One of the great tenors of our time.
Mrs. Makerbot and I re-watched Don’t Look Now the other night and I was reminded of this Big Audio Dynamite song, a tribute to Nicolas Roeg and his films. Who would’ve ever guessed this would be Mick Jones’s new direction after departing The Clash? Even cranking out … whatever this is … (Alternative dance? Post-punk? Dance-punk? Avant-rock? Sampledelia?) Jones is still a hook machine.
Anyway, 1985’s This Is Big Audio Dynamite is a definite contender for our perfect first album list for me, probably because it takes me back to being 16. Nothing hurt and things were just getting good!
Bonus: The below video is worth a look just for the Joe Strummer and Paul Simonon (and John Lydon) cameos.
I can’t get enough of these. The noises and timings are too perfect.
I like the furious text streams.
I’m a couple of weeks late on this one, but Jack Lee, front man and driving force behind The Nerves, has hopped the twig. Fucking cancer.
Lee grew up in Alaska but left home at 15, eventually hitchhiking to San Francisco a few years later. According to Pitchfork …
[Lee] busked in the high-traffic Fisherman’s Wharf neighborhood, where he met fellow street musician Peter Case. The Nerves were born in 1974 with Lee on vocals and guitar, Case on bass, and additional recruit Paul Collins on drums. The trio played sharp and scrappy rock’n’roll with Beatlemania melodies. Their frenetic style signaled the ensuing punk movement, but chafed with the fading flower-power of early ’70s San Francisco.
Of course, Jack Lee is probably best known for “Hanging on the Telephone,” his song made famous when Blondie covered it on 1978’s Parallel Lines.
Lee, who heard about Harry’s interest from his friend, the Gun Club singer Jeffrey Lee Pierce, recalled that fateful day in a 2007 interview with Mojo. “I remember the day vividly,” he said. “It was a Friday. They were going to cut off our electricity at six o’clock, the phone too.” He added that the song was so catchy, few could resist if. “Even people who hated me—and there were plenty—had to admit it was great,” he said.
To honor Lee’s passing, Paul Collins just released another Nerves video on YouTube.
Can’t resist that beat. Or walkin’ around like these fools.
Hell yeah, I’m in! Anything more cringe than Pat motherfucking Boone singing “Tutti Frutti?”
Produced by Bungalow Media + Entertainment for CNN Films and HBO Max, in association with Rolling Stone Films, director Lisa Cortés’ Sundance opening night documentary LITTLE RICHARD: I AM EVERYTHING tells the story of the Black queer origins of rock n’ roll, exploding the whitewashed canon of American pop music to reveal the innovator – the originator – Richard Penniman. Through a wealth of archive and performance that brings us into Richard’s complicated inner world, the film unspools the icon’s life story with all its switchbacks and contradictions. In interviews with family, musicians, and cutting-edge Black and queer scholars, the film reveals how Richard created an art form for ultimate self-expression, yet what he gave to the world he was never able to give to himself. Throughout his life, Richard careened like a shiny cracked pinball between God, sex and rock n’ roll. The world tried to put him in a box, but Richard was an omni being who contained multitudes – he was unabashedly everything. Directed by Lisa Cortés, LITTLE RICHARD: I AM EVERYTHING is produced by Robert Friedman, Cortés, Liz Yale Marsh and Caryn Capotosto and Executive Produced by Dee Rees.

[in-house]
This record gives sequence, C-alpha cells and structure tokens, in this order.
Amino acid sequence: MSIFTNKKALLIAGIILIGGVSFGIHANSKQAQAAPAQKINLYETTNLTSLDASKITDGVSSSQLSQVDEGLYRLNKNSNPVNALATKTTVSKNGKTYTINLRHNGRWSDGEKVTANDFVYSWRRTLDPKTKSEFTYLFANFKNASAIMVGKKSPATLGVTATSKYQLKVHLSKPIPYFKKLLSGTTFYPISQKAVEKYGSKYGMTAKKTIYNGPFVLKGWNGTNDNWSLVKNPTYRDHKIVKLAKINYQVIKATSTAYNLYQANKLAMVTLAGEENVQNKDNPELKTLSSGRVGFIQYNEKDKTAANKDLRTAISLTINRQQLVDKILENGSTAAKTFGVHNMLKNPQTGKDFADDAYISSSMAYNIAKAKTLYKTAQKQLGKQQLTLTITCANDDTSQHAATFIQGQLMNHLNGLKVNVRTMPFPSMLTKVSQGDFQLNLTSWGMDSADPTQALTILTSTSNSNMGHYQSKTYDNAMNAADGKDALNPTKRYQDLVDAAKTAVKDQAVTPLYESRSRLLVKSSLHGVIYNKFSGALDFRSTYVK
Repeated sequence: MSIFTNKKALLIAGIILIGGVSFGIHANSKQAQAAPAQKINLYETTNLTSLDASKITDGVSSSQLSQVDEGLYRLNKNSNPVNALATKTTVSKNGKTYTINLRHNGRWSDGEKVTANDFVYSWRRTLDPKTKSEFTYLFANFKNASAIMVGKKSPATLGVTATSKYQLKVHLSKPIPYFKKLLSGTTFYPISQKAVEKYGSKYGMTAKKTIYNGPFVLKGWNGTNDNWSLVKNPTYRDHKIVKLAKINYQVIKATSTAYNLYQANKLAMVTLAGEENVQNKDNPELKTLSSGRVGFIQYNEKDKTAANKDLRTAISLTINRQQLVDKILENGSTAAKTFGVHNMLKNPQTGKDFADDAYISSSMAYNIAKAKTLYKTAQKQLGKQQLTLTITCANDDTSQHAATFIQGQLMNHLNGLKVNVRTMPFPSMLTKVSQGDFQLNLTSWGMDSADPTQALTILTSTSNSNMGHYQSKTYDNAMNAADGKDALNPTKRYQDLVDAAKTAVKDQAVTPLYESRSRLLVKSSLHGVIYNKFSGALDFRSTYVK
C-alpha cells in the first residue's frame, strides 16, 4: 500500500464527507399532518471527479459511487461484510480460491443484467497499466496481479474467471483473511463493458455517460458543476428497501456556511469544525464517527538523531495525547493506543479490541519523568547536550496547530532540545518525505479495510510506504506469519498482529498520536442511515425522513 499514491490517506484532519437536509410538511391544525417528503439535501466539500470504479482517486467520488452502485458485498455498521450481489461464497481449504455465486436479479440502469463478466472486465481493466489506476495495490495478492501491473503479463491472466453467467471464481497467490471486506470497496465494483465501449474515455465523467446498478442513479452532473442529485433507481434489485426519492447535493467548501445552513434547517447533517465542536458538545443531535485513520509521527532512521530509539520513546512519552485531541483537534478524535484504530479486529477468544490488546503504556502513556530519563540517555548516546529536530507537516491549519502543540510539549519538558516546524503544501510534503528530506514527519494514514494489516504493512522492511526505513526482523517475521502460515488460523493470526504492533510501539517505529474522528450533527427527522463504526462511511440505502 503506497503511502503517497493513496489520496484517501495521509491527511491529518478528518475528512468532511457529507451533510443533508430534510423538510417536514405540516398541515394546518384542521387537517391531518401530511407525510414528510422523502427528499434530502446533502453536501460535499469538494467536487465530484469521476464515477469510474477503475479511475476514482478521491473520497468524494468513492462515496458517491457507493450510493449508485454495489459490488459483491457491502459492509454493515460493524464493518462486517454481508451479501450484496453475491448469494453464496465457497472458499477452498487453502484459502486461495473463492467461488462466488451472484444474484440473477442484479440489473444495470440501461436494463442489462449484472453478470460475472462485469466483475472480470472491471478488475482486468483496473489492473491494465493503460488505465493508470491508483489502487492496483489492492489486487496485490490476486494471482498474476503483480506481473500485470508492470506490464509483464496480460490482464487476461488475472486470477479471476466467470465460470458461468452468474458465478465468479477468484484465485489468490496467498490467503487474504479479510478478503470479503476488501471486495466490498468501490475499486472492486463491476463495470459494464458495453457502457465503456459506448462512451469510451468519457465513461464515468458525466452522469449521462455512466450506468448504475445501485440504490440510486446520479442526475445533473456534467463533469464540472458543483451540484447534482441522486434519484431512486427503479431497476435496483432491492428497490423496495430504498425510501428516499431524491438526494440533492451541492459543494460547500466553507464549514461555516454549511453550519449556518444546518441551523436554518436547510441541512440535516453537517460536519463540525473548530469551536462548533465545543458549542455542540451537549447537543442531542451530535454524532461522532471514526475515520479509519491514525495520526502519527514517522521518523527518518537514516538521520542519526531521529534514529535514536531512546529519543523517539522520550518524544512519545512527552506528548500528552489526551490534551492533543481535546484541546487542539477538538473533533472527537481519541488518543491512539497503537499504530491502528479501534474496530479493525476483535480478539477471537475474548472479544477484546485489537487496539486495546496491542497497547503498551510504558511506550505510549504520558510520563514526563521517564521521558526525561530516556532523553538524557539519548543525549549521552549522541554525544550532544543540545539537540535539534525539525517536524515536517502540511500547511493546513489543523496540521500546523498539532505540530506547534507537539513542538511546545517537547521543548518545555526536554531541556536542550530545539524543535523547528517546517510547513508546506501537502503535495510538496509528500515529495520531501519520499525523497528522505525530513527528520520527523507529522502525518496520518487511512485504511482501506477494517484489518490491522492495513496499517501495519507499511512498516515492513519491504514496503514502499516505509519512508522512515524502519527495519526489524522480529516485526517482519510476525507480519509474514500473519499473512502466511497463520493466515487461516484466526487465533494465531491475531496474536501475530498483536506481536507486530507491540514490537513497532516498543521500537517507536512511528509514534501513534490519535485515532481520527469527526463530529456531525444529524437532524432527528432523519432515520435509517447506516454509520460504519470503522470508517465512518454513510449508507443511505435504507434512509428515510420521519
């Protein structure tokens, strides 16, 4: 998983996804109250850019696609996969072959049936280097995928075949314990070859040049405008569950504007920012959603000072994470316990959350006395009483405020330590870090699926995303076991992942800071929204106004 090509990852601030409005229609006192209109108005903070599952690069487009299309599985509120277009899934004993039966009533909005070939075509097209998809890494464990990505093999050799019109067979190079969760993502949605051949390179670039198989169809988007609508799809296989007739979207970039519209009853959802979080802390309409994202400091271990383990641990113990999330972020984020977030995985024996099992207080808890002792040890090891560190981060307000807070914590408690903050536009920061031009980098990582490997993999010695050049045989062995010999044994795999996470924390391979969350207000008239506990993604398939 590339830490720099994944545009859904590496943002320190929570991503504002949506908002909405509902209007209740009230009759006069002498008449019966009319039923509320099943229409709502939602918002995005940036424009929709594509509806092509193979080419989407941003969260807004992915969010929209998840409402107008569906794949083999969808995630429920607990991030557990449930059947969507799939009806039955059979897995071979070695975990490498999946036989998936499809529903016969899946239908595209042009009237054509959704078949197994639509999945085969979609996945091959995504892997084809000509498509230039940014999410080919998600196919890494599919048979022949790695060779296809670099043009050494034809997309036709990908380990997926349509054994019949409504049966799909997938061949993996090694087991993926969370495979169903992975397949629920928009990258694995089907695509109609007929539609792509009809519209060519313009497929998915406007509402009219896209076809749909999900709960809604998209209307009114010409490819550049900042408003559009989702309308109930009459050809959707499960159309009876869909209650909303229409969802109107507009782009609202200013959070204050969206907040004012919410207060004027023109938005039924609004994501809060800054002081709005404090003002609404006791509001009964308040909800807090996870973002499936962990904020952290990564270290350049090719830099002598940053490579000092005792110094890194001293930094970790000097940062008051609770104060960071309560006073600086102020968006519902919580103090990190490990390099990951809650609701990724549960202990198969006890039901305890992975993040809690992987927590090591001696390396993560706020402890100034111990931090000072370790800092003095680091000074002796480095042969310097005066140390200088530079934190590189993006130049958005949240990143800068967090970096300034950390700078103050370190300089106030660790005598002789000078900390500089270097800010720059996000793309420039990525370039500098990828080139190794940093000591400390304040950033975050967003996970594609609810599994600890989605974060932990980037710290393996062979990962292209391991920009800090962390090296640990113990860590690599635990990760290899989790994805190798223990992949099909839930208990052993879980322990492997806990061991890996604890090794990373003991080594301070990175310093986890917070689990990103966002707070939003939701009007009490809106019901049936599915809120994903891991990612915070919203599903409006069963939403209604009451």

Both proof that one needn’t be especially proficient as a musician to write killer songs AND an explanation for my recent blargh absence.
The Nerves weren’t around too long but are regarded by some as ground zero for the LA punk and power pop scene. Drummer Paul Collins went on to form The Beat (“Rock N Roll Girl,” “I Don’t Fit In”), bassist Peter Case formed The Plimsouls (“A Million Miles Away”), and guitarist Jack Lee’s song “Hanging on the Telephone” became a massive hit for Blondie when they covered it on Parallel Lines in 1978.
And here’s Collins a few years later with The Beat …
How did I get here??
Sister Rosetta rocks a mean axe and sings like she means business.
Enjoy the guitar compilation:
I can’t confirm whether or not she ever opened for Renfield. She played a Les Paul custom with three PAF humbucking pickups, three-way selector switch, two volume and two tone controls; and gold-plated side-action vibrato system.
She helped to pioneer distortion, and her 1964 Manchester show with Muddy Waters was cited as an influence by Clapton, Jeff Beck, and Keith Richards.